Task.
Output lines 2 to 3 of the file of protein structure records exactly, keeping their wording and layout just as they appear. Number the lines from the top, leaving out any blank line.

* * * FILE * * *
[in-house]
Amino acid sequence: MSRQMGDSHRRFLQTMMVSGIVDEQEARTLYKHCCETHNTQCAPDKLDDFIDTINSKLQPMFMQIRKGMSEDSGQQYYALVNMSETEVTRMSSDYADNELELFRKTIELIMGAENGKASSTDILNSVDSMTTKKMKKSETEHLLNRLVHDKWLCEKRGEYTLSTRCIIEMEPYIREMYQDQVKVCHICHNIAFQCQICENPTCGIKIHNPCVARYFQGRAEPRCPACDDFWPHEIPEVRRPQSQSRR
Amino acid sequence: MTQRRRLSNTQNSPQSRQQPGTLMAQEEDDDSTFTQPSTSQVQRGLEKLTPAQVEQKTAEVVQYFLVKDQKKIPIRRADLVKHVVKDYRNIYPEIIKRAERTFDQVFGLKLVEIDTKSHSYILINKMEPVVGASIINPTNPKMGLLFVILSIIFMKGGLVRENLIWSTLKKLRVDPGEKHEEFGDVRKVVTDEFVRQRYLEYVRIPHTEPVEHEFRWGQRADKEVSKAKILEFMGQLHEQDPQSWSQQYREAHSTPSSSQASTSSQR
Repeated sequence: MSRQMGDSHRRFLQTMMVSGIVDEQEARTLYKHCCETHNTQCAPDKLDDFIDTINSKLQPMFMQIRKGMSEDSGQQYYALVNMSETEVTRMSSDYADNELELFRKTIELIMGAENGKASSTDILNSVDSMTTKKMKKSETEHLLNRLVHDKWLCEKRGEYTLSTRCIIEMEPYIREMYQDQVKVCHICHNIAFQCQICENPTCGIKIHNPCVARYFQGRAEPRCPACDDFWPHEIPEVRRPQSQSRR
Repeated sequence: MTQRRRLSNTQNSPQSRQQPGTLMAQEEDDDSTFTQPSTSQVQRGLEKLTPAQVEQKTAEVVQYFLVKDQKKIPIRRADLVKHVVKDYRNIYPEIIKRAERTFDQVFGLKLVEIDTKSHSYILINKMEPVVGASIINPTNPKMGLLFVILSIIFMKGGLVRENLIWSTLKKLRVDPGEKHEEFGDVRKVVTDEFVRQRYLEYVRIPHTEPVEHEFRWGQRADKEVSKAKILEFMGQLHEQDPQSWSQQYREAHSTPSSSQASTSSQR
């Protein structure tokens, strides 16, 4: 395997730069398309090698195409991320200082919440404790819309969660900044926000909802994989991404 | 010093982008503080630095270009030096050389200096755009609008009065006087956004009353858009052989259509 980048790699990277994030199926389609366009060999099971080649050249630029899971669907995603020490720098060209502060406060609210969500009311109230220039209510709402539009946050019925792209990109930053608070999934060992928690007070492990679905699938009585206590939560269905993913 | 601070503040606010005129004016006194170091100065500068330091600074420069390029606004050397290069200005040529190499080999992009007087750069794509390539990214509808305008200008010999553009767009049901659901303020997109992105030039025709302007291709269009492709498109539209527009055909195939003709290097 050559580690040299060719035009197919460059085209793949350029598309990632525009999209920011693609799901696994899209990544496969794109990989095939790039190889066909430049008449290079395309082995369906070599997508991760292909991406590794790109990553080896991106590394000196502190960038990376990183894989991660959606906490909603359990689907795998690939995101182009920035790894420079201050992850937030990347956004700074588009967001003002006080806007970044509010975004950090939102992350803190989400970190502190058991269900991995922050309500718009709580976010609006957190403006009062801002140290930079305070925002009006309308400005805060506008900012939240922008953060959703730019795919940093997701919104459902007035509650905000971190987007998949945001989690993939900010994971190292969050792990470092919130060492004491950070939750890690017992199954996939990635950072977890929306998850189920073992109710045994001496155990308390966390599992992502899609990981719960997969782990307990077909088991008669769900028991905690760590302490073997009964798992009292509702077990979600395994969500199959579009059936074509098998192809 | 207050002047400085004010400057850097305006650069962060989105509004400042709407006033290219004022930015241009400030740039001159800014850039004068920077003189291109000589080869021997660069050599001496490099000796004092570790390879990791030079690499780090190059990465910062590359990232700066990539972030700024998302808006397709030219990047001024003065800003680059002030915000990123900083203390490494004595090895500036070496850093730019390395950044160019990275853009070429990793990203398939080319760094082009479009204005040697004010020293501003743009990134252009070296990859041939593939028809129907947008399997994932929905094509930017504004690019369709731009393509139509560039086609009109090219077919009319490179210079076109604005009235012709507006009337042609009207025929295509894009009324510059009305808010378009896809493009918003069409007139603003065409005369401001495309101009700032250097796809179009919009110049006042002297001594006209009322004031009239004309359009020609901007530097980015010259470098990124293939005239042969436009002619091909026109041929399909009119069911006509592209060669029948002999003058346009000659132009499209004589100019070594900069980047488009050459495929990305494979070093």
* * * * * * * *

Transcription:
Amino acid sequence: MSRQMGDSHRRFLQTMMVSGIVDEQEARTLYKHCCETHNTQCAPDKLDDFIDTINSKLQPMFMQIRKGMSEDSGQQYYALVNMSETEVTRMSSDYADNELELFRKTIELIMGAENGKASSTDILNSVDSMTTKKMKKSETEHLLNRLVHDKWLCEKRGEYTLSTRCIIEMEPYIREMYQDQVKVCHICHNIAFQCQICENPTCGIKIHNPCVARYFQGRAEPRCPACDDFWPHEIPEVRRPQSQSRR
Amino acid sequence: MTQRRRLSNTQNSPQSRQQPGTLMAQEEDDDSTFTQPSTSQVQRGLEKLTPAQVEQKTAEVVQYFLVKDQKKIPIRRADLVKHVVKDYRNIYPEIIKRAERTFDQVFGLKLVEIDTKSHSYILINKMEPVVGASIINPTNPKMGLLFVILSIIFMKGGLVRENLIWSTLKKLRVDPGEKHEEFGDVRKVVTDEFVRQRYLEYVRIPHTEPVEHEFRWGQRADKEVSKAKILEFMGQLHEQDPQSWSQQYREAHSTPSSSQASTSSQR